RENO, Nev. (AP) - A Nevada irrigation district's tentative
agreement to pay $10 million to victims of a 2008 flood caused by
the failure of a century-old irrigation canal was put on hold
Tuesday when a U.S. judge reversed his earlier order that the
Justice Department join the settlement talks.
Hundreds of Fernley residents whose homes were damaged have
filed lawsuits accusing the Truckee-Carson Irrigation District and
U.S. Bureau of Reclamation of negligently causing the flood by
failing to properly maintain the earthen canal that burst on the
edge of Fernley about 30 miles east of Reno.
Lawyers for the flood victims say TCID officials abruptly backed
out of a $10 million settlement last week based in part on concerns
the Justice Department raised about property TCID effectively
wanted to put up as collateral to guarantee future payments.
Justice Department lawyers say some of the property is owned by
the federal government, not TCID, including an old power plant and
water rights at Donner Lake near Truckee, Calif.
At the request of the flood victims, U.S. Magistrate Robert
McQuaid Jr. issued an order on Monday demanding DOJ lawyers attend a settlement conference with the others on Wednesday.
But after some testy exchanges with assistant U.S. attorney Greg
Addington in court on Tuesday, Quaid overturned his order, scrapped
the hearing scheduled for Wednesday and told the parties to resume
mediation on Thursday without the presence of the Justice
"I wish they (Justice) would be more cooperative but I don't
know that I can order them to be more cooperative at this point,"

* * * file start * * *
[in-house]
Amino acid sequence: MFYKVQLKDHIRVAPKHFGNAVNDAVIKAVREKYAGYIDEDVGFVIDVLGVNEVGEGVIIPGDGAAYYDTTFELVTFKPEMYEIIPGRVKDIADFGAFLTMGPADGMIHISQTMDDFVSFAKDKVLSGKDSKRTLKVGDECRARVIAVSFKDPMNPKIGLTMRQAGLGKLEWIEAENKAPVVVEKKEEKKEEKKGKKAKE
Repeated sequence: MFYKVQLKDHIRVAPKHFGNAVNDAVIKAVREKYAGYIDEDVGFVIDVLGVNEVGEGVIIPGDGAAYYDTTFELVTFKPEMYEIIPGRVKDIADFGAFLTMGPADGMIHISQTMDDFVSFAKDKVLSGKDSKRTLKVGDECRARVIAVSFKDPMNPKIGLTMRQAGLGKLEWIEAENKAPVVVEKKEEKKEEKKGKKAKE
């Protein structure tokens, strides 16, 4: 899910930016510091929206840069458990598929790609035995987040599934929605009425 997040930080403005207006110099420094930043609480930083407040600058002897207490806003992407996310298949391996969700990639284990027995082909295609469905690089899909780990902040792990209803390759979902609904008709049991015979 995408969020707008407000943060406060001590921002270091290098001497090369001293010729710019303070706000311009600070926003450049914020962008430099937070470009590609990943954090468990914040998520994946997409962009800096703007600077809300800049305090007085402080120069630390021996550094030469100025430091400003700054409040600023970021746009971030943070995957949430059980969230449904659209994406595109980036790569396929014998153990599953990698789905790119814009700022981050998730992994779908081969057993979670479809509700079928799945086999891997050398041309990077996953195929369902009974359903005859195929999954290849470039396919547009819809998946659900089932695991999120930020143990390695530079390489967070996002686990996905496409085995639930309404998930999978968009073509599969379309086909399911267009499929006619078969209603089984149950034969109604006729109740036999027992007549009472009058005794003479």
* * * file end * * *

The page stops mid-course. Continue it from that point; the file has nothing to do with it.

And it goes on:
Justice has resisted such involvement in part because it is
representing the Bureau of Reclamation as a defendant in a series
of lawsuits related to the flood but the agency is being dealt with
separately in terms of claims and damages.
"This is TCID's settlement, not ours, and we want no part of it
until the time it is signed," Addington said Tuesday.
"They've had a contract with the Bureau of Reclamation since
1926. They certainly know what they own and they don't own. They
don't need a federal overseer sitting over their shoulder telling
them what they own," he said.
Unusually heavy rain preceded the canal collapse in January 2008
in an area that averages only 5 inches of precipitation annually.
Nearly 600 homes reported damage. Total damage estimates reached $4 million across the town, which was declared a federal and state disaster area.
Farmers and ranchers dependent on the water for their crops and
livestock in Nevada's high desert also suffered as a result of
disruptions in canal operations and subsequent court orders
limiting the amount of water allowed in the canals at any one time.
Michael Van Zandt, lead attorney representing TCID, told McQuaid
during a teleconference hookup on Tuesday that TCID officials
intend to continue mediation and have not ruled out signing a
settlement agreement at some future time.
Robert Maddox, a lawyer for the flood victims, disagreed with
Addington's claim the U.S. government doesn't have a dog in this
particular fight. He said any potential liability the Bureau of
Reclamation may face could be reduced depending on the amount of
money TCID pays out in damages.
"They are deeply involved in this," Maddox said, citing court
records that show the bureau warned TCID as early as March 2005
that the canal that eventually burst was at a "high hazard" level
and needed significant repairs to avoid an "impending embankment
"A year later, (TCID) said those repairs had been done, but
they were not," he said. "They chose to look the other way and
let TCID continue acting in the negligent manner that resulted in
the pain and suffering of Fernley residents."